Companies across the globe continue to invest in equipment, process, software and services to support their fleet maintenance and service programs. In fact, some original equipment manufacturer suppliers and third-party companies provide technology-capable equipment, intelligent analytics and software applications to help better understand what has been repaired, at what cost and why. But something vital is missing: collecting useful data while equipment is down for repair or in need of maintenance.
New demands for facility and warehouse managers
Facility and warehouse managers are expected to ensure equipment is available to move products as necessary. At the same time, there is a growing demand for data analytics to understand equipment maintenance needs from the beginning to end of service. For example, if equipment goes down at a facility or warehouse, a dispatcher calls a technician who specializes in repairing that equipment. That technician responds as directed. The technician may or may not respond quickly, depending on his or her availability. This creates additional downtime.
By collecting and analyzing data during downtime, operations can improve. Key performance indicators (KPIs) critical to understanding the time and cost dedicated to equipment maintenance include total time down, time to respond to repair, time to complete repair, first-time completion and equipment count in down status. Companies that capture these data can better analyze maintenance costs.
Once a company begins to look at analytics before a repair, it can better predict equipment needs, critical down or inoperable states, proper inventory for critical business needs, and cost to serve before any maintenance takes place.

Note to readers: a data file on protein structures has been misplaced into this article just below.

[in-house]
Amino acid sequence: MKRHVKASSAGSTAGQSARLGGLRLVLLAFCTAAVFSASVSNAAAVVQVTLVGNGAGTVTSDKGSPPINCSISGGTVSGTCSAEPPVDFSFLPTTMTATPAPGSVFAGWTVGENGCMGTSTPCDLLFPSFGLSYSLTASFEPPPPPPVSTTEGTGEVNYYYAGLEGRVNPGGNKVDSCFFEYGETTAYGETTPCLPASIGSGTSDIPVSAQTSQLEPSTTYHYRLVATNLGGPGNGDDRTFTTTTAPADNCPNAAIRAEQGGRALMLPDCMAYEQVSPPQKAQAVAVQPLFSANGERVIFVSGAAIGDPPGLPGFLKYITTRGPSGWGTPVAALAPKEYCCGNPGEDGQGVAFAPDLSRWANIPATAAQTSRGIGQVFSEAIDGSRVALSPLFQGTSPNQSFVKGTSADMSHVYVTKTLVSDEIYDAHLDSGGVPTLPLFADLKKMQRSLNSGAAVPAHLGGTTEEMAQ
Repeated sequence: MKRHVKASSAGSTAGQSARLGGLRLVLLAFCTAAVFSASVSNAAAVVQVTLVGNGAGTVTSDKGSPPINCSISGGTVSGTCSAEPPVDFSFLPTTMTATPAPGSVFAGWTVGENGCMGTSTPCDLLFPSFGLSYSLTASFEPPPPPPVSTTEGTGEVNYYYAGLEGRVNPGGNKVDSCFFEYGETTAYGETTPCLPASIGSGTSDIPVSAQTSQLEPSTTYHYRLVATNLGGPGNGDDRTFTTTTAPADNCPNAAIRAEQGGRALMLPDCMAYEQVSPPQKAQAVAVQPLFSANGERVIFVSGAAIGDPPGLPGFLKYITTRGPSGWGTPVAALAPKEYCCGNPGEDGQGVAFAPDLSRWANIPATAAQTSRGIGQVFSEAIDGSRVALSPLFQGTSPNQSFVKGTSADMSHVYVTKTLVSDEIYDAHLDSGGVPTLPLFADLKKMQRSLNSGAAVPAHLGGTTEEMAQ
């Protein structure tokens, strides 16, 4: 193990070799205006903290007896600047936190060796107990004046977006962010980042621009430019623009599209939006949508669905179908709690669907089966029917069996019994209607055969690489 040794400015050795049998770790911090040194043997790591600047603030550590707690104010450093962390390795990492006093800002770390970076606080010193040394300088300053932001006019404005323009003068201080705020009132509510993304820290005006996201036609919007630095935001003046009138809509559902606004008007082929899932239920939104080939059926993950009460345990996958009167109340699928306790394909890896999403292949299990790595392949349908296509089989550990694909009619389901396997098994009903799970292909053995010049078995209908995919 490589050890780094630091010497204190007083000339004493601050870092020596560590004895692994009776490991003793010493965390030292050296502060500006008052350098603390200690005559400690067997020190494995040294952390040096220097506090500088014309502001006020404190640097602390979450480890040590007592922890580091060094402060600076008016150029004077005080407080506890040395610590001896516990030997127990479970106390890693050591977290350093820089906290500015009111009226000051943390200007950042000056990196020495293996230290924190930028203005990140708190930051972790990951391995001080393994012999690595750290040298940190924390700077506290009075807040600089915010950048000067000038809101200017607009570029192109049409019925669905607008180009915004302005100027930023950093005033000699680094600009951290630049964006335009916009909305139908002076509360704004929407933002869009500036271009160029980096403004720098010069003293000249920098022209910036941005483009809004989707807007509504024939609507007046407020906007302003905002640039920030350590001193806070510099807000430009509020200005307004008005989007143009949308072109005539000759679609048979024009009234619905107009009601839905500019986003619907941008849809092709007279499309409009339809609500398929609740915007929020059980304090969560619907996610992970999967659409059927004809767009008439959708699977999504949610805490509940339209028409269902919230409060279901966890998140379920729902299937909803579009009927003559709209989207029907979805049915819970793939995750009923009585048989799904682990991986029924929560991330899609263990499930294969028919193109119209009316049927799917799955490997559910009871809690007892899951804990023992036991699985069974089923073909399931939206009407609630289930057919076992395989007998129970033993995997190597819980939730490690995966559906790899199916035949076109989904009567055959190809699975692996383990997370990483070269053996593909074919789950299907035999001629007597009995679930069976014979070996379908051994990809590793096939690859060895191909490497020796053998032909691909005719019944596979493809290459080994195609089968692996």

In addition, companies can more easily determine the status of equipment to plan for and ensure successful operation during busy periods. Vendors, partners and in-house technicians can start to identify performance requirements so they can respond when a critical piece of equipment needs maintenance or is down. For example, analytics captured can allow warehouse managers to know the status of equipment at any given moment — whether it is up, down or in repair — so he or she can make intelligent decisions for material handling efficiencies and needs.
The future: Integration of analytics and maintenance
In the future, software and service products will analyze these KPIs alongside various telematics and fleet maintenance programs.
Telematics pinpoint where equipment has been, who has been operating it and when something happened that may have caused the needed repair. These data reveal various insights ranging from impacts that occurred during operation to utilization of the equipment. Fleet maintenance programs analyze cost types, repair analytics and equipment deficiencies. Some of the most impactful metrics to analyze include cost per hour, avoidable repair costs, top parts used and cost trends by asset and location. This type of analysis helps users make better decisions on truck replacement versus repair, vendor billing and fleet management by area.
The bottom-line result: building a partnership between a company and its fleet management or service provider that enables both to manage smarter. Imagine having data analytics that clearly show:
- Truck 13 in Warehouse 5 has a 78 percent uptime and averages 5.5 impacts per day across three operators. During that time, it has 60 percent utilization with appropriate lift and travel hours.
- It’s a 2012 truck that has logged 2,990 hours with monthly maintenance costs of nearly $330 and an hourly operating cost of $3.27.
- Nearly 40 percent of Truck 13’s maintenance needs — and related costs — are avoidable, link directly to its daily impacts and contribute to 10 percent of its downtime.
By analyzing what takes place throughout the equipment maintenance and repair process, managers can use that data to improve business practices, reduce costs and build a robust fleet maintenance program.
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